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The Blue Velvet Project

Blue Velvet, 47 seconds at a time by Nicholas Rombes

The Blue Velvet Project, #69

Second #3243, 54:03

“It’s a strange world, Sandy.”
“Frank is a . . . a very dangerous man.”
“You saw a lot in one night.”
“It is a strange world.”

These lines from around the moment of this frame collapse into one meaning, one meaning obvious to Sandy: that Jeffrey has fallen in love with Dorothy. Outside the church, Sandy is about to deliver her “robins” monologue, a monologue that securely nails Blue Velvet to the wall of sincerity. The shot itself is full of menace and beauty: the night, the soft illumination of the car’s interior, the troubling tree shadows on the church walls, the light coming through the stained glass windows.

In Roberto Bolaño’s The Savage Detectives, a character named Arturo (a stand-in for Bolaño) describes The Shining to another character:

Do you remember the novel that Torrance was writing? Arturo said suddenly. Torrance who? I said. The guy in the movie, The Shining, Jack Nicholson . . . He’d written more than five hundred pages and all he’d done was endlessly copy a single sentence, in every possible way: capitalized, lowercase, double-columned, underlined, always the same sentence, nothing else. . . . It might have been a good novel.

There’s a truth here, in the absurd way that only truth can be: what if Torrance’s manuscript pages in The Shining really were a novel, and not just pages with repeated lines? What if the meaning was embodied in the repetition, so that the manuscript became a sort of minimalist, experimental novel? And what if in Blue Velvet, this moment outside the church wasn’t just one singular instance of an event, but in fact the event that constitutes the whole of the movie? All the petty and mammoth fixations of the movie are right here on the screen at this very moment, contained in the double-framing (framed by the car windows, and framed by the screen frame) of Sandy and Jeffrey. The vertical lines of the church windows, and the horizontal lines of the car. The way that the light on their faces (neither of them looking at each other) suggests an affinity from the light inside the church, a place where they have found temporary sanctuary from the evil that Jeffrey has witnessed.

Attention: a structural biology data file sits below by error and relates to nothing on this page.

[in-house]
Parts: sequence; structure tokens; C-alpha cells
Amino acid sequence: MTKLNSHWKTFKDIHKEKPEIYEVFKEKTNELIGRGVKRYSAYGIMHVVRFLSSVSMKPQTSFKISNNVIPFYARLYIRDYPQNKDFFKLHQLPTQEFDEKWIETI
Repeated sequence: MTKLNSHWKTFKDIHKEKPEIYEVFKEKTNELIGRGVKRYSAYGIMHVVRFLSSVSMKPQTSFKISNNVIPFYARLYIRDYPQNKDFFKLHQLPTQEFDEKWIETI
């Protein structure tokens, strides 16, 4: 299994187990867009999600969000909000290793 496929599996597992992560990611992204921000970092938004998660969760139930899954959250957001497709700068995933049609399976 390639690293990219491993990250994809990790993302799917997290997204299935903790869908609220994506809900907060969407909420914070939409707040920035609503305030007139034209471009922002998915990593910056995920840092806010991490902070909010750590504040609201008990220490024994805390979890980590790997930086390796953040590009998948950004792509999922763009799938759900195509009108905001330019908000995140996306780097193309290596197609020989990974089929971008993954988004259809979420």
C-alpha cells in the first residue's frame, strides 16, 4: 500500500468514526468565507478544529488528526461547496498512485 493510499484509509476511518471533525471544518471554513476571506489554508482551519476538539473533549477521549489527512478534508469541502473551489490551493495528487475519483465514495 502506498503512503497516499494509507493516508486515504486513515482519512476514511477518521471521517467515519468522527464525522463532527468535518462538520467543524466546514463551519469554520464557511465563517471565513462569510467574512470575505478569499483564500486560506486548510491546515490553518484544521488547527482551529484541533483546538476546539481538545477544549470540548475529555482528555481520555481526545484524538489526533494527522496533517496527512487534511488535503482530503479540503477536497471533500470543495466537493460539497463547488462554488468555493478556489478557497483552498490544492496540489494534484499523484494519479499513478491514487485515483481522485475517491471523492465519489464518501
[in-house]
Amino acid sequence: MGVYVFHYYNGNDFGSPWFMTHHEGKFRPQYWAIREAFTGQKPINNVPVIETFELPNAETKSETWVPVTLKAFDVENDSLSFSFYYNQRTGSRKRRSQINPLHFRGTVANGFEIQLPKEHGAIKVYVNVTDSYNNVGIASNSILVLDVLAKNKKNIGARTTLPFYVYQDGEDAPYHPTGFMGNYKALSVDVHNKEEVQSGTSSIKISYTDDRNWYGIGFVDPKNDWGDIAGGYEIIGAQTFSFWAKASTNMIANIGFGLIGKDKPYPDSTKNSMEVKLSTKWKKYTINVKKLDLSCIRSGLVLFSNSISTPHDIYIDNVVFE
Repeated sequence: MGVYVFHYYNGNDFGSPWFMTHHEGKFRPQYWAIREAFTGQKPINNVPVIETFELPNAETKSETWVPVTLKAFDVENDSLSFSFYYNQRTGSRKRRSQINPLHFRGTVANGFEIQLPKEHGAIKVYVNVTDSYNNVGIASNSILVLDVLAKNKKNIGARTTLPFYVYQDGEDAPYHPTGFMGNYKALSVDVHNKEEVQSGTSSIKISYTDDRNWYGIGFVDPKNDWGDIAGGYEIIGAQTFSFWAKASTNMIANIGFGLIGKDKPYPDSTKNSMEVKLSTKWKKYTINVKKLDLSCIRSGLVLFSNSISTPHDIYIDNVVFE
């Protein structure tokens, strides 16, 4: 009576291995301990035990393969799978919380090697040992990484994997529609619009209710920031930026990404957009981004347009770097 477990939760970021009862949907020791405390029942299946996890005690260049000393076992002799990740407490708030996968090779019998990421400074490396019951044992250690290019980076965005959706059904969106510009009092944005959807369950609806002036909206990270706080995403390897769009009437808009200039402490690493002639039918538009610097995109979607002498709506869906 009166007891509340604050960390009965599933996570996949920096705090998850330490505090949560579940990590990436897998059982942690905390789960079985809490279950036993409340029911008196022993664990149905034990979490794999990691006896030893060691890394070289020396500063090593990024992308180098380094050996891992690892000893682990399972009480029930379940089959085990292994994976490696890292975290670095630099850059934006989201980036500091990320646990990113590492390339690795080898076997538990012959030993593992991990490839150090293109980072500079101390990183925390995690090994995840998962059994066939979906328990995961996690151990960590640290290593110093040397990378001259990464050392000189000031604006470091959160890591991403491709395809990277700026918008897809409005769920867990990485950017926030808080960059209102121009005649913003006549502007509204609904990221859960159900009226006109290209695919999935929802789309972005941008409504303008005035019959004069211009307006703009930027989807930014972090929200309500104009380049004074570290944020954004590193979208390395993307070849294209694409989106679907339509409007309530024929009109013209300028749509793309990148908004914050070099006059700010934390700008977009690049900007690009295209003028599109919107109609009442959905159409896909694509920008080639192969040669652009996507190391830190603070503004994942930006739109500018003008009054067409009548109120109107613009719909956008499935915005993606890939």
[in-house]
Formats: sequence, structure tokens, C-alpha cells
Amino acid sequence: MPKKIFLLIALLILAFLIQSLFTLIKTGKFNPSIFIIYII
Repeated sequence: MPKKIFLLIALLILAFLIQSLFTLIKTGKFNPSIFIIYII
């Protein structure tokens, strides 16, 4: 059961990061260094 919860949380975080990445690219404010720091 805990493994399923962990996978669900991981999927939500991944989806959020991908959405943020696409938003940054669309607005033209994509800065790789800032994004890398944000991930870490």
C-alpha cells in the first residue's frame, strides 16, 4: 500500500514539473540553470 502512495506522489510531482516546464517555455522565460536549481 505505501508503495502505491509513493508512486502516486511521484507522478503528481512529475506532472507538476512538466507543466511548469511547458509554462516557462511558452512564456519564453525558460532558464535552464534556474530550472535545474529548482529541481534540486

Over the period of one full year — three days per week — The Blue Velvet Project will seize a frame every 47 seconds of David Lynch’s classic to explore. These posts will run until second 7,200 in August 2012. For a complete archive of the project, click here. And here is the introduction to the project.

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